'American Idol' owner CKX adopts poision pill
There is yet another twist to the potential sale of CKX Inc., parent of "American Idol" producer 19 Entertainment.
On Wednesday, CKX said it had adopted a "poison pill" aimed at preventing any potential suitors from trying to team up with Robert F.X. Sillerman, the former chairman and chief executive who resigned earlier this year and indicated he might try to buy the company.
Sillerman owns just over 20% of CKX's stock, and on Tuesday the company received a letter from a third party saying it was in talks with Sillerman.
The as-yet unnamed suitor apparently would like to team up with Sillerman so it would not have to buy all of the CKX shares to take control of the company. CKX said Sillerman is "not expected to tender his shares into any such offer."
That said, CKX is going ahead with its protection plan. In a statement, CKX said its board has determined that it isn't in the stockholders' interest to engage in any deal for less than all of the shares of the company. The CKX Stockholder Rights Plan would allow the company to issue preferred shares to protect from "potentially coercive takeover tactics."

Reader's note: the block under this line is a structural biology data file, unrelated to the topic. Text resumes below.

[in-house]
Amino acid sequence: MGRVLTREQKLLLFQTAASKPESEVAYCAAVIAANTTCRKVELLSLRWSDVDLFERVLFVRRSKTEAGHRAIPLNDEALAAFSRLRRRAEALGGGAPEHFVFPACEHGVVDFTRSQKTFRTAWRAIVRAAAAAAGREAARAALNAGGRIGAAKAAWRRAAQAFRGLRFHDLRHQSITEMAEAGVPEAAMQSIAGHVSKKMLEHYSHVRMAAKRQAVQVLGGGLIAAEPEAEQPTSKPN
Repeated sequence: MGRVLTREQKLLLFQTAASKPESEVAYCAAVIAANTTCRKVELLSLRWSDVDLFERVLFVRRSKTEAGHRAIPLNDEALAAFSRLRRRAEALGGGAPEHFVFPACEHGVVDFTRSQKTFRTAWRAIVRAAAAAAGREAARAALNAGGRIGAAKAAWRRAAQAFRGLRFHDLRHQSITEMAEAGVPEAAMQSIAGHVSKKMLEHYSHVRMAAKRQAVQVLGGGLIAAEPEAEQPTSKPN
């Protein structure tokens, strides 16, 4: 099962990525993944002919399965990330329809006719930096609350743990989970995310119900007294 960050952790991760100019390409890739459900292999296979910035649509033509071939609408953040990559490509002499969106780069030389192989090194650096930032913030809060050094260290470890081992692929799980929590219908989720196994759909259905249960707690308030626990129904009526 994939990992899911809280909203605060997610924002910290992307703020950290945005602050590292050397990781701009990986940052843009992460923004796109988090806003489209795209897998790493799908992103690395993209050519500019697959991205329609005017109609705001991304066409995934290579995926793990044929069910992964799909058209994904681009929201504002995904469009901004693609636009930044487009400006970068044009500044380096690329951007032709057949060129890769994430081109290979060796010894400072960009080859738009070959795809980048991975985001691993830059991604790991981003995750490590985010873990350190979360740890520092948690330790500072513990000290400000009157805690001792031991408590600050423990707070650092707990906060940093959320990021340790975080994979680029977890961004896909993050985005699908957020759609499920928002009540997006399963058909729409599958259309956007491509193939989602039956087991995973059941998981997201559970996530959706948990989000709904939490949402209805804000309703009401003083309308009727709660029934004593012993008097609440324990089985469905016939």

Besides Sillerman, there are two other groups that have expressed interest in buying CKX. One offer is from "American Idol" creator and former CKX board member Simon Fuller, and the other is from One Equity Partners, a private-equity arm of JP Morgan Chase. Hollywood entertainment executive Allen Shapiro is involved in that effort. The JP Morgan Chase offer was about $550 million; Fuller's offer is for $600 million.
Fuller and Sillerman have had a rocky relationship as of late. When Sillerman ran CKX, he bought Fuller's 19 Entertainment. The two tried unsuccessfully to take CKX private a few years ago, and this year Fuller resigned after clashing with Sillerman. However, the alliances and friendships in this little corporate drama seems to change daily, so it is not completely out of the realm of possibility that Fuller would try to cozy up with Sillerman again or that JP Morgan Chase would want to woo the former CKX chief to its side.
Besides 19 Entertainment, which also produces Fox's "So You Think You Can Dance," CKX owns a management business and a majority stake in Elvis Presley's Graceland mansion as well as an 80% interest in licensing rights to the name and image of Muhammad Ali.
-- Joe Flint
Photo: Simon Fuller. Credit: Bryan Chan / Los Angeles Times